Loughborough scientists find a key link in our evolution
Academics believe they have made a major breakthrough in understanding the evolution of humans.
Working with fossils found in South Africa, Professor Noel Cameron and Professor Barry Bogin, of Loughborough University, have linked Australopithecus afarensis, which died out 2.1 million years ago, with Homo erectus, the first of the "modern human" species, which emerged about 1.9 million years ago.
It is the first time a fossil has been found to fill the void between the two species. It has been named Australopithecus sediba.
The academics have been studying the remains of a juvenile male found in 2008 with an adult female, a second adult and an infant – possibly all related – in a cave in Malapa, 25 miles from Johannesburg.
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Prof Cameron said: "We can't say for sure whether sediba was the one that led to modern humans, but it's certainly the filled the gap before Homo erectus, which is part of the lineage which ended up as modern humans."
The find is the largest known post-cranial haul of bones of early human and closely-related species – hominins – that evolved after the split from the line that led to chimpanzees.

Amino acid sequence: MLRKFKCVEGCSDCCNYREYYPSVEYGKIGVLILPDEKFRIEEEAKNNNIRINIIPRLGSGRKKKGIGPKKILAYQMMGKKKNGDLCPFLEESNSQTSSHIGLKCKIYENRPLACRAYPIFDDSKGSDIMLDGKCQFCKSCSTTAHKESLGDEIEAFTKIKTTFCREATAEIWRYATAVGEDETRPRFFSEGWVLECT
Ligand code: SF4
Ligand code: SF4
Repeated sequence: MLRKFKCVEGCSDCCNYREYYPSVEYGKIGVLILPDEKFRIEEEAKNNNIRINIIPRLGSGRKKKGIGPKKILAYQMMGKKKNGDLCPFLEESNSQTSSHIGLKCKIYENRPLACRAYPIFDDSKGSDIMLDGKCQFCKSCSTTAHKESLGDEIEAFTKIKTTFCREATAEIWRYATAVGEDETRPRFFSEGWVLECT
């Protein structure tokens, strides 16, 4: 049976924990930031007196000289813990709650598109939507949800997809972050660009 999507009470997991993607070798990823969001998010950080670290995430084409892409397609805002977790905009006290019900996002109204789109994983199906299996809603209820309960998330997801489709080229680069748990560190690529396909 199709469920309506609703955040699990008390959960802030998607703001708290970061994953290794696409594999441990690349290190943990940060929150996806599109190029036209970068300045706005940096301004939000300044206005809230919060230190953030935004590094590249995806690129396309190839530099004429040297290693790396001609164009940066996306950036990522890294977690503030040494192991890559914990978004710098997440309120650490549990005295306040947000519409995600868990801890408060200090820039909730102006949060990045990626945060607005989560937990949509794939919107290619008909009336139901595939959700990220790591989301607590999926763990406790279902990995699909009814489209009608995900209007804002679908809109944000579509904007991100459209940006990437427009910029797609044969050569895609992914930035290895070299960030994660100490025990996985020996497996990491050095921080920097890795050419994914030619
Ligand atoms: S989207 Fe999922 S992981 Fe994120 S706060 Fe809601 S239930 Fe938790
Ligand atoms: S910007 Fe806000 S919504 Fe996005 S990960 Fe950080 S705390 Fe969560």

Prof Cameron said: "Usually, very few fossil fragments, other than the skull, are found because animals will have taken the rest away and eaten them.
"The chances of finding a skeleton from the neck down are fairly small."
Profs Cameron and Bogin were asked to determine whether the remains displayed the growth characteristics of modern humans or of primate ancestors.
Prof Cameron said: "We were able to look at a variety of bones to allow us to determine whether or not the pattern of growth reflected that of an ape or something more modern.
"The pattern of growth is fundamentally important.
"The only reason you look like you do is because of the way in which you grew.
"So if you understand the pattern of growth, you can determine how far they were from apes and how close they were to modern humans."
Prof Cameron said he could not give more information about the study because the work was "clearly ground-breaking and the results are embargoed until publication in a major scientific journal next year".
Our oldest known ancestor, Sahelanthropus tchadensis, is thought to have lived about six to seven million years ago – although some scientists argue it does not belong to the hominin group.
There are 19 known species in the evolutionary chain, but finding how they link to each other is a difficult task because of a lack of fossils.